Web International Awards

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19

APR 2007 1

Interview with Brett Borders

Webia: Hello Brett. Tell us something about yourself.
Brett: Hey! My name is Brett Borders and I'm an internet marketer living in Boulder, Colorado. I've been on the internet since 1992. I majored in sociology and I love computers, so naturally I love social media. I currently run an internet marketing consultancy called Copy Brighter Marketing where I've been doing a lot of online reputation management work. Online reputation management involves a lot of social media marketing and public relations. But most of all, I enjoy writing content, blogging and participating on social media. The digital "buzz" that you catch from reading and writing great stories - and sharing them with the whole world - is massive. There's no greater feeling (at least while sitting in front of a computer).

Webia: What do you think about Youtube? ( Past, Present, Future )
Brett: I think YouTube is an incredibly fun site. It's so much more enjoyable to watch user-generated video content than to watch corporate television. I don't even have cable TV, I rely totally on the internet for watching video now. I watch a lot of IPTV channels in my living room on a Mac connected to my HDTV. I think internet delivery of high- definition video is going to be really big in the future. We're going watch the cable companies and old, corporate media die out, kicking and screaming, or else evolve and survive. Whenever I watch daytime TV, it's always shocking how old-fashioned the ads are - and how they assume we are dumb. There's definitely a new kind of digital consciousness emerging - people are quickly becoming more aware and more discriminating.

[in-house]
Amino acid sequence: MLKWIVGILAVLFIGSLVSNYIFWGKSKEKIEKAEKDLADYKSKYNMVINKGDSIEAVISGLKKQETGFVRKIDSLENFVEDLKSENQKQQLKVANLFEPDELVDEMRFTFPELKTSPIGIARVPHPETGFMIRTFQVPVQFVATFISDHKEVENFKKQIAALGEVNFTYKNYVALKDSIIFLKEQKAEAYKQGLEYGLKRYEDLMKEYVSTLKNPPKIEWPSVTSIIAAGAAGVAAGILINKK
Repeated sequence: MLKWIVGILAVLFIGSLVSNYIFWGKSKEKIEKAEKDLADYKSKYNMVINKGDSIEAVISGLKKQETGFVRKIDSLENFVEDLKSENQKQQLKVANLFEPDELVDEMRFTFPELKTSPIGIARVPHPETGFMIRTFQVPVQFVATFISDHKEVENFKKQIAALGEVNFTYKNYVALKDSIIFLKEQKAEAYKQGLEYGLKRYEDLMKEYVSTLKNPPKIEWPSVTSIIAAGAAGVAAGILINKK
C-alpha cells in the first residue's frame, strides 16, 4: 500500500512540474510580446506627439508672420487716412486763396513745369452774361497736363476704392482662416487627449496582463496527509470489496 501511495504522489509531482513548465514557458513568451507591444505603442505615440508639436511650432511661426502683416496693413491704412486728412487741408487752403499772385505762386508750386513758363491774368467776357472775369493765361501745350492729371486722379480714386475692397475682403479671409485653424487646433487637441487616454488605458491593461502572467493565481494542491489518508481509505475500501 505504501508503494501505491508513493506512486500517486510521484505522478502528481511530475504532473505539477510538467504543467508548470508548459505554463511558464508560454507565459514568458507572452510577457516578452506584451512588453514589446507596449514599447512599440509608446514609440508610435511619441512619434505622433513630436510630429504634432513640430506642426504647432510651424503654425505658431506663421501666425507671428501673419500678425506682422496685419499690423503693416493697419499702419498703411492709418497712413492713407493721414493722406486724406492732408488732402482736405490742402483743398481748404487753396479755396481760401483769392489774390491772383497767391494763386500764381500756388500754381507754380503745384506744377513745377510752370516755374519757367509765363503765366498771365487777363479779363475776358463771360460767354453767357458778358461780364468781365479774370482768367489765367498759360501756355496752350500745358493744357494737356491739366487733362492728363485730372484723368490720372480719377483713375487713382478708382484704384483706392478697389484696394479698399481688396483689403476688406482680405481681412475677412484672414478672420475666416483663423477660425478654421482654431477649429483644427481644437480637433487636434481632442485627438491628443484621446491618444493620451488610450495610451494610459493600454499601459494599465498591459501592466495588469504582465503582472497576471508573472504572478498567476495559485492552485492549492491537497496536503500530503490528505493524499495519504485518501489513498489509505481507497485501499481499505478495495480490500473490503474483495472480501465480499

Webia: How about Twitter?
Brett: I have been using IRC for over 15 years so the idea of "tweeting" updates to friends doesn't seem so revolutionary to me (and neither does the Twitter interface or backend) - but I can really appreciate the community of new social media types that has gathered and blossomed on Twitter. It's defintintely a vibrant community where information travels much, much faster than on blogs. I'm really liking the interface on Plurk, though. I haven't gotten really active on the site yet, but I've tried it, and it seems much more polished.

The thing I've learned over the years is you have to be careful not to let IM services suck away all your time. Use them in short bursts and then close the application. I believe that our brains are going to have to evolve new powerful ways of multi-tasking in order to help divide our attention between so may different windows, applications and messages. 20 years ago, the only time we received personal messages was maybe once a day at the mailbox. Now we receive hundreds or thousands of messages competing for our attention. Some people are going to adapt quickly to it, some people are going to get left in the "stone ages." The digital divide will widen.

Webia: And Digg, Magnolia, Reddit, and alike?
Brett: Digg is awesome for reading, but it's not as fun as it used to be. I used to be a very active Digger, but as the community has grown and the site algorithm has changed (harder to Digg friends' stories, takes 150+ Diggs to go home page) - so it's much more time consuming and less enjoyable to actively participate. Reddit has intelligent commentary and good content, and the team is doing a lot of good changes to the interface. It's cool that you mentioned ma.gnolia - I really love that site! The user interface design is amazing, and it's such a pleasure to use - much easier than del.icio.us. I wish more people used it.

Webia: Where do you think the web is headed in the near and distant future?
Brett: In the near future, I think that people are going to get overwhelmed with the sheer amount of information they need to process, and there are going to be all kinds of digital aggregation and simplification services. For example, here in Colorado, there's a local company called Social Thing that has a pretty good prototype of a social media consolidation system - where you can get updates from various services in once place.